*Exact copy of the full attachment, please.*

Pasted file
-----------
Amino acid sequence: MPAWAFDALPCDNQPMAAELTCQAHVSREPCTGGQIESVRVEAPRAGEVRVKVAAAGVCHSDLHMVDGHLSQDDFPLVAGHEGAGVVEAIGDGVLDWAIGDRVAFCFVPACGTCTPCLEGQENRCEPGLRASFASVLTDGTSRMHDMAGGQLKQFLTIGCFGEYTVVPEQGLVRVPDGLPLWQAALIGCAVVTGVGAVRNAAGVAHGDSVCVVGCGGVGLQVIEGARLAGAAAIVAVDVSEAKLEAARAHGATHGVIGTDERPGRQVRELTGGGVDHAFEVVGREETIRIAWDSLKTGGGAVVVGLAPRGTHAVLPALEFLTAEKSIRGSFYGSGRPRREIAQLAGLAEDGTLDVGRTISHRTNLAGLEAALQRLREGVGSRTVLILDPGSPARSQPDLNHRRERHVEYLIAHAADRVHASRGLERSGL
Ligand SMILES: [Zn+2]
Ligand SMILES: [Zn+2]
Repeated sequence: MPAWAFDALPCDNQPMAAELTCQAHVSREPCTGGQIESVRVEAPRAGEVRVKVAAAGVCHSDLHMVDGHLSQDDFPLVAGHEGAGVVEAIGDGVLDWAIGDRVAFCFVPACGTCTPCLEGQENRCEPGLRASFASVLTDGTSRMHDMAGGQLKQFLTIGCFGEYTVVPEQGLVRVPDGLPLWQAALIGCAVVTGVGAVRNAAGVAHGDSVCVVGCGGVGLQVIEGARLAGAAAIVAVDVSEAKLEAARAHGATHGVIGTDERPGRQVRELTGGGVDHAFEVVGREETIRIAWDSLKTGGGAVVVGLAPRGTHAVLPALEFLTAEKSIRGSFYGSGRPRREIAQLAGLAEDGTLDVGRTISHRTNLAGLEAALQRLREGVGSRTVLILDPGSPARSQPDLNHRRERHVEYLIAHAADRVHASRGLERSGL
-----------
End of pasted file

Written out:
Amino acid sequence: MPAWAFDALPCDNQPMAAELTCQAHVSREPCTGGQIESVRVEAPRAGEVRVKVAAAGVCHSDLHMVDGHLSQDDFPLVAGHEGAGVVEAIGDGVLDWAIGDRVAFCFVPACGTCTPCLEGQENRCEPGLRASFASVLTDGTSRMHDMAGGQLKQFLTIGCFGEYTVVPEQGLVRVPDGLPLWQAALIGCAVVTGVGAVRNAAGVAHGDSVCVVGCGGVGLQVIEGARLAGAAAIVAVDVSEAKLEAARAHGATHGVIGTDERPGRQVRELTGGGVDHAFEVVGREETIRIAWDSLKTGGGAVVVGLAPRGTHAVLPALEFLTAEKSIRGSFYGSGRPRREIAQLAGLAEDGTLDVGRTISHRTNLAGLEAALQRLREGVGSRTVLILDPGSPARSQPDLNHRRERHVEYLIAHAADRVHASRGLERSGL
Ligand SMILES: [Zn+2]
Ligand SMILES: [Zn+2]
Repeated sequence: MPAWAFDALPCDNQPMAAELTCQAHVSREPCTGGQIESVRVEAPRAGEVRVKVAAAGVCHSDLHMVDGHLSQDDFPLVAGHEGAGVVEAIGDGVLDWAIGDRVAFCFVPACGTCTPCLEGQENRCEPGLRASFASVLTDGTSRMHDMAGGQLKQFLTIGCFGEYTVVPEQGLVRVPDGLPLWQAALIGCAVVTGVGAVRNAAGVAHGDSVCVVGCGGVGLQVIEGARLAGAAAIVAVDVSEAKLEAARAHGATHGVIGTDERPGRQVRELTGGGVDHAFEVVGREETIRIAWDSLKTGGGAVVVGLAPRGTHAVLPALEFLTAEKSIRGSFYGSGRPRREIAQLAGLAEDGTLDVGRTISHRTNLAGLEAALQRLREGVGSRTVLILDPGSPARSQPDLNHRRERHVEYLIAHAADRVHASRGLERSGL